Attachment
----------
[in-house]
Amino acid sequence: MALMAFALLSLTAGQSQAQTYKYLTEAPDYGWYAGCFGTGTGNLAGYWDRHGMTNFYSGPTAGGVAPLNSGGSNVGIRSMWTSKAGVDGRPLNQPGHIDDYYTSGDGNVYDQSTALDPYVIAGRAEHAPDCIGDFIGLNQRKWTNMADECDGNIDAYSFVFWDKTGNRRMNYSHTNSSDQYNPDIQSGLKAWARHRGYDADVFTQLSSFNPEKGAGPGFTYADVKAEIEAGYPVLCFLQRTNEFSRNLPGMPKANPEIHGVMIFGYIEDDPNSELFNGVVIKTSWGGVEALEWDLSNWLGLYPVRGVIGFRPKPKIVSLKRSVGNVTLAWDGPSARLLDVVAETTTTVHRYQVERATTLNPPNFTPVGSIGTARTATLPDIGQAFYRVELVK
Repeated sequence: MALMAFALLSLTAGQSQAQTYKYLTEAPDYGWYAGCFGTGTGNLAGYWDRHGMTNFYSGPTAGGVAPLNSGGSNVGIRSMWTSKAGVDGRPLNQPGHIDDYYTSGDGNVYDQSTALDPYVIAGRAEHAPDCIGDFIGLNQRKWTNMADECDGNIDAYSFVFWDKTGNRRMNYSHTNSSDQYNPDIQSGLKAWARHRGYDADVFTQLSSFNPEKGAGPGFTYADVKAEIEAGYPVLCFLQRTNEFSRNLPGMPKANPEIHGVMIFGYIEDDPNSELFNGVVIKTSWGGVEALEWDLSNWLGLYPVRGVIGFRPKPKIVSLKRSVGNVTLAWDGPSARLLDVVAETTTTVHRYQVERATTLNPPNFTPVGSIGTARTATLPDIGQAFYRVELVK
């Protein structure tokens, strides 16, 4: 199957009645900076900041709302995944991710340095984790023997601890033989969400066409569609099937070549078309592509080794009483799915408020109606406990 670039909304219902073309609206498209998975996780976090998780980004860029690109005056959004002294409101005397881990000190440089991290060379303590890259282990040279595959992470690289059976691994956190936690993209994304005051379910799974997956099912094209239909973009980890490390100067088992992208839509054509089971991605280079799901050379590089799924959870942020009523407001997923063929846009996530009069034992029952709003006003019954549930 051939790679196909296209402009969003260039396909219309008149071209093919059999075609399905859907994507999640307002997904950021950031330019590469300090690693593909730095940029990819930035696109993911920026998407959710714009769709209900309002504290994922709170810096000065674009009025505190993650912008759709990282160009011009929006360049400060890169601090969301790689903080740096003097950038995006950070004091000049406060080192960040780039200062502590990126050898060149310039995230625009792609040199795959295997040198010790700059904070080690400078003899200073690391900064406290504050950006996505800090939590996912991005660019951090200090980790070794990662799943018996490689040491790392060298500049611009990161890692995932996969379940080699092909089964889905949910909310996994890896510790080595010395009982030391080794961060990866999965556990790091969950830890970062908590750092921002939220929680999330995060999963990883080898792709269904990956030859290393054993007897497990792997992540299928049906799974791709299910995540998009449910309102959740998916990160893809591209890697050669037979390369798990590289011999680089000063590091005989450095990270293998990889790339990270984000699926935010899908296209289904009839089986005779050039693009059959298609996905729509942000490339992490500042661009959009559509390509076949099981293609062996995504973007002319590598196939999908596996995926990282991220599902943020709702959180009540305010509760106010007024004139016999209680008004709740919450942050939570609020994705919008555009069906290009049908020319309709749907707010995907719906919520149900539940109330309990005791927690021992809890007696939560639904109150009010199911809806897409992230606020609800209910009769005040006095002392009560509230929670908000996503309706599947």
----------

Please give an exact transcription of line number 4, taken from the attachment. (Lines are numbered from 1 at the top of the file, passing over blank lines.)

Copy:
């Protein structure tokens, strides 16, 4: 199957009645900076900041709302995944991710340095984790023997601890033989969400066409569609099937070549078309592509080794009483799915408020109606406990 670039909304219902073309609206498209998975996780976090998780980004860029690109005056959004002294409101005397881990000190440089991290060379303590890259282990040279595959992470690289059976691994956190936690993209994304005051379910799974997956099912094209239909973009980890490390100067088992992208839509054509089971991605280079799901050379590089799924959870942020009523407001997923063929846009996530009069034992029952709003006003019954549930 051939790679196909296209402009969003260039396909219309008149071209093919059999075609399905859907994507999640307002997904950021950031330019590469300090690693593909730095940029990819930035696109993911920026998407959710714009769709209900309002504290994922709170810096000065674009009025505190993650912008759709990282160009011009929006360049400060890169601090969301790689903080740096003097950038995006950070004091000049406060080192960040780039200062502590990126050898060149310039995230625009792609040199795959295997040198010790700059904070080690400078003899200073690391900064406290504050950006996505800090939590996912991005660019951090200090980790070794990662799943018996490689040491790392060298500049611009990161890692995932996969379940080699092909089964889905949910909310996994890896510790080595010395009982030391080794961060990866999965556990790091969950830890970062908590750092921002939220929680999330995060999963990883080898792709269904990956030859290393054993007897497990792997992540299928049906799974791709299910995540998009449910309102959740998916990160893809591209890697050669037979390369798990590289011999680089000063590091005989450095990270293998990889790339990270984000699926935010899908296209289904009839089986005779050039693009059959298609996905729509942000490339992490500042661009959009559509390509076949099981293609062996995504973007002319590598196939999908596996995926990282991220599902943020709702959180009540305010509760106010007024004139016999209680008004709740919450942050939570609020994705919008555009069906290009049908020319309709749907707010995907719906919520149900539940109330309990005791927690021992809890007696939560639904109150009010199911809806897409992230606020609800209910009769005040006095002392009560509230929670908000996503309706599947």